Israeli Arab Director Rejects BDS Movement’s 'Dangerous, Condescending' Request to Ax U.K. Film Screening

BDS movement says 'Holy Air' screening is propaganda meant to cover up 'Israeli crimes against the Palestinian people'

Shady Srour behind the scenes of the production of 'Holy Air,' Nazareth, Israel, April 18, 2016.
Gil Eliahu

The Boycott, Divestment and Sanctions movement demanded that Israeli Arab director Shady Srour cancel the screening of his film at a festival in the U.K. this week, claiming that showing the comedy is propaganda with the purpose of “covering up Israeli crimes against the Palestinian people.”

In a letter, representatives of the BDS movement wrote they were “shocked to discover” that the film “Holy Air” is included in the schedule of Seret Film Festival, which presents Israeli films in London and Edinburgh.

“The festival is also trying to cover up Israel's crimes by always presenting Israel as 'the melting pot of cultures, religions and social backgrounds, instead of as a country of occupation, colonialism and apartheid,” the letter said.

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The representatives also noted that “The festival does not recognize the existence of the Palestinian people, and presents all the Palestinian filmmakers and artists as Israelis, without mention of their Palestinian identity.” Therefore, the letter said, the participation of any Palestinian director in the festival enables the Israeli government to “polish its image.”

In response to the letter, Srour’s political adviser said the director has no intention of acceding to the demand. “Your accusations against director Shadi Srour are very serious and are dangerous in legal and ethical terms, as well in terms of Palestinian nationalism,” Anan Barakat wrote.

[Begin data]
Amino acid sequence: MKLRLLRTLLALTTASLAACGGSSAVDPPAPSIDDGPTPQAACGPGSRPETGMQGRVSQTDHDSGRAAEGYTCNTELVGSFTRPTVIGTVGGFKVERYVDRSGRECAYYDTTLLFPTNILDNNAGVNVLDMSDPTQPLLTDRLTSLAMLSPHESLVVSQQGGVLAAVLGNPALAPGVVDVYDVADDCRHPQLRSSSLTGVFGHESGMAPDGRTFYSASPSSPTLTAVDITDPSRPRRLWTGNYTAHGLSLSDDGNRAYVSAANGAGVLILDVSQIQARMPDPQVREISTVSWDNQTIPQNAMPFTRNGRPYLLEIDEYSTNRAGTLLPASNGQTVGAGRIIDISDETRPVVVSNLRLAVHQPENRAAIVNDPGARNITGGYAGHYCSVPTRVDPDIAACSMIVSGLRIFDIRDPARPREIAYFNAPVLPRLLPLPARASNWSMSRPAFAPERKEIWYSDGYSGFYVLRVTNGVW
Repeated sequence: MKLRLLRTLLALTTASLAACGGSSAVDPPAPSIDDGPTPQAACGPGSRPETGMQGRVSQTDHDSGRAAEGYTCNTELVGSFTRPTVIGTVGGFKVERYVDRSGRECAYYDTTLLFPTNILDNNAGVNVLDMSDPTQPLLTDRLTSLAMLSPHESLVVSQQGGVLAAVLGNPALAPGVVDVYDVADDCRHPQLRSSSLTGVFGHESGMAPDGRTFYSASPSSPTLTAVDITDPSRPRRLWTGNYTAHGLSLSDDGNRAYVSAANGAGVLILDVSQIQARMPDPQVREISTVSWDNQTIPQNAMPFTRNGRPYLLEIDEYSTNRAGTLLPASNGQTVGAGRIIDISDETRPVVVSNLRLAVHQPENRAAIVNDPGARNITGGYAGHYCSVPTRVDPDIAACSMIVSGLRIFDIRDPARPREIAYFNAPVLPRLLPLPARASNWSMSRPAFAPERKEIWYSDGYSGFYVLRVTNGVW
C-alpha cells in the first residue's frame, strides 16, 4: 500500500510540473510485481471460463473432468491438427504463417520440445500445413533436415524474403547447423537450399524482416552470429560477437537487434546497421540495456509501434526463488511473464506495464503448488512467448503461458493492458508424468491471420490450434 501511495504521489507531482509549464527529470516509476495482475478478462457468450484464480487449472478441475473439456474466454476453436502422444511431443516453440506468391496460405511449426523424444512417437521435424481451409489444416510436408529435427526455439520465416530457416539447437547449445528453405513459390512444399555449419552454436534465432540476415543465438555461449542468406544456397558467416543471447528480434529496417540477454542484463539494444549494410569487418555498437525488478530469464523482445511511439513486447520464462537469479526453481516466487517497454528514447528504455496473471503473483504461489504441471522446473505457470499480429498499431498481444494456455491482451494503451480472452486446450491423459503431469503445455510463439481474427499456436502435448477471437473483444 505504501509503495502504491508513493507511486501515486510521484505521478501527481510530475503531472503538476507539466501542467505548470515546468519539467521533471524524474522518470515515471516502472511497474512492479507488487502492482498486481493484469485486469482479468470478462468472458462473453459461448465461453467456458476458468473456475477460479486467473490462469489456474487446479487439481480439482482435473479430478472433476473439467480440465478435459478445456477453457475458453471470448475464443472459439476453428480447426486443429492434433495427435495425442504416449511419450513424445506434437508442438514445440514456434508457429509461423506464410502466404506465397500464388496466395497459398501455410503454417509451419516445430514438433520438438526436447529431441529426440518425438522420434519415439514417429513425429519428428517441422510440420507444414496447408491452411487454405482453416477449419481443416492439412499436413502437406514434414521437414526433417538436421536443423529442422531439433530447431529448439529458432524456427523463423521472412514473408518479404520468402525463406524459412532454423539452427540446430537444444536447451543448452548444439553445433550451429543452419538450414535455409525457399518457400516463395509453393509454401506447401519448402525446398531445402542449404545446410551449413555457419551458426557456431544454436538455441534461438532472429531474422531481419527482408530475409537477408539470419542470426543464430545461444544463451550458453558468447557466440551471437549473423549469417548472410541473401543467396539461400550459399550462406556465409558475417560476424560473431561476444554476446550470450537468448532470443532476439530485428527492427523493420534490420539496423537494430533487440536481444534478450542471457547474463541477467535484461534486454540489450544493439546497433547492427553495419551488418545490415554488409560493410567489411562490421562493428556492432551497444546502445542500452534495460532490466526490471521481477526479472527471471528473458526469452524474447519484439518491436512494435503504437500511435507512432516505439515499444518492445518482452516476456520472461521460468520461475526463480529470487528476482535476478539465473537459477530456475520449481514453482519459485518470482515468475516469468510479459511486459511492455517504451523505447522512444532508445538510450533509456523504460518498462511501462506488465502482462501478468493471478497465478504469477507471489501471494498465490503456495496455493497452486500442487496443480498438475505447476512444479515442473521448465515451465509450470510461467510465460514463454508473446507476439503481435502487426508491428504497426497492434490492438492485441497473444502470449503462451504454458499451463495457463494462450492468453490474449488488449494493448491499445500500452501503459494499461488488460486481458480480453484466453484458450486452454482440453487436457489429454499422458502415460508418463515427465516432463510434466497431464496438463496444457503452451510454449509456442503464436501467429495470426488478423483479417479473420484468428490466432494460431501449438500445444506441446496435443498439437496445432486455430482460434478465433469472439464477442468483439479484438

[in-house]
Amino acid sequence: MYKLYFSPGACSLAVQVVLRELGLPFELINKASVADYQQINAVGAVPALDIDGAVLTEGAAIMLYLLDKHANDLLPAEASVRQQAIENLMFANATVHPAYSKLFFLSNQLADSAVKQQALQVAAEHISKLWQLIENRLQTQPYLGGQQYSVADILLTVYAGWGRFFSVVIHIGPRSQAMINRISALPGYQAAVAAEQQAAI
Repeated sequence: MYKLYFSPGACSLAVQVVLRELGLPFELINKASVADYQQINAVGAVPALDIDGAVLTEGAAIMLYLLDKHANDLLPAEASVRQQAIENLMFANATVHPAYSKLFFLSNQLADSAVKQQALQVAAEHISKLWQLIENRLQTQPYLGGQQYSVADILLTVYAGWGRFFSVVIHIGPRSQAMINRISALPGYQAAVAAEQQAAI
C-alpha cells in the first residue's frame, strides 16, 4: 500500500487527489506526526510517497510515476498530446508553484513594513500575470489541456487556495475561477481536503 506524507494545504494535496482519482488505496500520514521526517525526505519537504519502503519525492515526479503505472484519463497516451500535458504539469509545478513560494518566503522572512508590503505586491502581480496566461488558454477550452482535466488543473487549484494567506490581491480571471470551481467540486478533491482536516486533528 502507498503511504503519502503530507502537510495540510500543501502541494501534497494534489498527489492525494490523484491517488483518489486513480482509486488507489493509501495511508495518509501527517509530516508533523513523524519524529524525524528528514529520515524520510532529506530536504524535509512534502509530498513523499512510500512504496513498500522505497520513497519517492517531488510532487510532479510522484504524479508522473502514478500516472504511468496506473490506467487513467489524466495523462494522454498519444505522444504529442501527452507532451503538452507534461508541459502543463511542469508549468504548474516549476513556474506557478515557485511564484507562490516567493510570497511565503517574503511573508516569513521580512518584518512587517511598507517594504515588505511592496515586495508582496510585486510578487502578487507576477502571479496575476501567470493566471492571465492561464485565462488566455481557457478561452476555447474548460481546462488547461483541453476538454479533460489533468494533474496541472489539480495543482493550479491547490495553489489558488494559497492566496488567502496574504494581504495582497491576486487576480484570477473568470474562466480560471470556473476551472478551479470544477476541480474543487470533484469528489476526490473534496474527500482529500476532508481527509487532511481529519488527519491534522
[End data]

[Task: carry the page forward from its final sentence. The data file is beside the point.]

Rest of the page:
“There is a strong and direct implication here that Srour cooperates with war crimes, because of his participation in the festival,” Barakat said. “Did you pay attention to the artistic and cinematic aspect of the film? And did you examine the artist's human and Palestinian message in depth? Or was it enough for you to learn that he is participating in an Israeli or Zionist festival in order to call for a boycott against him, to slander him and to cast doubt on his national and ethical world view?” Barakat inquired.

In the letter, Barakat demanded that the BDS movement apologize immediately for the accusations made against Srour and his film. “Srour did not participate in war crimes or cooperate with them, and he does not reject or conceal his Palestinian identity,” wrote Barakat. According to Barakat, political persecution of this kind is liable “to drag us into a serious intra-Palestinian conflict in light of our political situation inside the State of Israel.

“Your trial of Srour is Orientalist and condescending and is not related to our situation as citizens who recognize the existence of the State of Israel and are aware of the rights of the Palestinian people, and don't deny them,” Barakat added.

“Holy Air” is a comedy that had its debut screening at the Jerusalem International Film Festival last year. The film is about Nazareth resident Adam, played by Srour himself, a father-to-be who is struggling to provide for his family and dreams of being a successful businessman. When he meets an Italian priest who is taking Christian pilgrims on a tour of the city, a brilliant idea for a startup pops into his head: selling holy air in bottles.